As the Premiership in Scotland reaches the climax of another season, I thought it was time to look at the exam results for our twelve teams in the top flight.
Are we the only country to boast a team winning the title to be deemed a failure?
Expectation and reality are very rarely balanced in our league but this season the gap is as wide as it has ever been.
We have one team on the verge of another Premiership title booting their manager out the door with two league championships and a league cup on his CV but with a red stamp emblazoned across the first page, ‘Not good enough.’
Ronny Deila failed at Celtic because the fans’ expectations lie in Champions League qualification or a good run in the Europa league.
At the very least, entertaining football on the domestic front with a possible treble thrown in.
Was it too much too ask? Yes and no.
Yes, when you consider the standard of player we have at our disposal in Scotland and the type of foreign player teams here can attract with limited resources.
However, Celtic fans are right to argue that money wisely spent on quality, rather than quantity could have delivered more than Deila produced in this campaign.
Defeat to championship side Rangers in the Scottish cup merely accelerated his fate. He was always heading out the exit door.
Aberdeen fans know their team has blown the best chance they had in thirty years to win the Premier league against a mediocre Celtic team.
Unfortunately, all the hype around the challenge from the Dons was misplaced because you can’t win a league with only one talented player.
Hearts can hold their heads up high for their efforts over the season. This is a team coming up from the lower division as champions and finishing third.
The Tynecastle fans and almost certainly Ross County supporters are probably the only groups that could lay claim to being happy with what they expected and the reality of what they achieved.
County’s League cup win, just reward for a good Chairman in Roy MacGregor matched by a talented manager in Jim McIntyre.
Motherwell steadied the ship, thanks to the experience of the returning Mark McGhee.
St Johnstone stuttered and stumbled their way through this season with the highlight a 5-1 thumping of Aberdeen at Pittodrie.
The bottom half of the league is a story of disappointment and excuses, some worthy, some not.
Inverness were always going to struggle to match the heady heights of last season’s third placed league position and Scottish cup win.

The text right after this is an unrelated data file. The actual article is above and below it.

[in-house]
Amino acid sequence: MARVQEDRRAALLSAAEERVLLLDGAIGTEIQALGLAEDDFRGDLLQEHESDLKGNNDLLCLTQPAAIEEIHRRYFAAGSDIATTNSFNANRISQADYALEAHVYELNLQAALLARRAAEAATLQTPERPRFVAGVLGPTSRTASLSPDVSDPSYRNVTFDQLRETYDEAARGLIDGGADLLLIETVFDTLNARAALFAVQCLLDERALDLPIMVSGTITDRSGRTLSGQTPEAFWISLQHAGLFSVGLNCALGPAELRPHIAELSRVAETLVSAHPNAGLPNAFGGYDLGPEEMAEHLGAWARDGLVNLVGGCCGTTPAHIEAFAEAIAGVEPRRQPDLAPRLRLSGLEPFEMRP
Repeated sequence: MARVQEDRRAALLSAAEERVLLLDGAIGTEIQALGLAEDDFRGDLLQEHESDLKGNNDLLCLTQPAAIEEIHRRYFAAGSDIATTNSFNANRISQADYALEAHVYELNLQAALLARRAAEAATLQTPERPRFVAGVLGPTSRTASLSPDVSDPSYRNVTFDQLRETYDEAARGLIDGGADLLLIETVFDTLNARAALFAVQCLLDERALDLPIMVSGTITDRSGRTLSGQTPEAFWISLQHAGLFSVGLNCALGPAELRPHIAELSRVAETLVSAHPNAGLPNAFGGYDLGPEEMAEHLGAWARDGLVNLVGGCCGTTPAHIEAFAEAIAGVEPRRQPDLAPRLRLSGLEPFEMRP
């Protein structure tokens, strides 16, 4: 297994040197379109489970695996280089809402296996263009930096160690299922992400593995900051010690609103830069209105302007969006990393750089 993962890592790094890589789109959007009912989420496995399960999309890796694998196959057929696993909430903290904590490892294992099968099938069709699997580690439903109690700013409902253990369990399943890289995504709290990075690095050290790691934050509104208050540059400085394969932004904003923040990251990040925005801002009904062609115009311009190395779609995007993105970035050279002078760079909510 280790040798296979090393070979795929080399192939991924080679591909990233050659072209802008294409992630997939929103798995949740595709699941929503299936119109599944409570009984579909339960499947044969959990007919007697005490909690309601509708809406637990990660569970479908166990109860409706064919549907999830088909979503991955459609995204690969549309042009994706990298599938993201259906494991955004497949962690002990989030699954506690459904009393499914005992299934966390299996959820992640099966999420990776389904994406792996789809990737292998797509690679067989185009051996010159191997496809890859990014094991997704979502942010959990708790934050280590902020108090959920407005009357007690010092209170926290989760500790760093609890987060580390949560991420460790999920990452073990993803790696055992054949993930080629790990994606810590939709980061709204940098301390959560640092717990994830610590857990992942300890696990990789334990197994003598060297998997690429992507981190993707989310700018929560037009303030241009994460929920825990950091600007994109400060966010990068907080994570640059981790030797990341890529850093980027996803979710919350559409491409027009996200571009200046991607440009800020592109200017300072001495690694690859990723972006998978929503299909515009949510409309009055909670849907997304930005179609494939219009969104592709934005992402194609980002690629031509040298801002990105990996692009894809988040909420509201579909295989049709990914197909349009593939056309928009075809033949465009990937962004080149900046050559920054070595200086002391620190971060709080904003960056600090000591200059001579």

The loss of key players in the transfer window, injuries and the difficulty in trying to unearth suitable replacements killed off John Hughes’ side.
Dundee are still suffering from the depression of failing to make the top six but, their fans can at least brag they have been able to watch two of the players in the final four for player of the year in Kane Hemmings and Greg Stewart.
Partick Thistle look safe enough for another season and come to think of it, maybe they are the only team able to balance expectation and reality from one year to the next.
The final three teams in the Premiership are delivering the only excitement remaining in the league and it is for all the wrong reasons.
Hamilton Accies manager Martin Canning has been operating for the entire campaign with the suggestion that his days are numbered and the sack is imminent.
The Accies board is standing by their man, regardless of where they end up.
Kilmarnock are a rudderless ship with a dwindling fan base, unhappy with their board and watching a team desperately trying to avoid relegation in the play-offs.
Dundee United are the worst team in the league and deserve to be relegated. The manager Mixu Paatelainen described the club as toxic and the Chairman carries the can for the fallout at every level.
Their problems are well documented and it could be a long time before we see the Tannadice outfit back in the Premiership.
So there is the report card. Pass marks, here and there, ‘Must do better’ for the majority and more than a few ‘failed’ exam sheets.
You can decide for yourself which category the Champions fall into?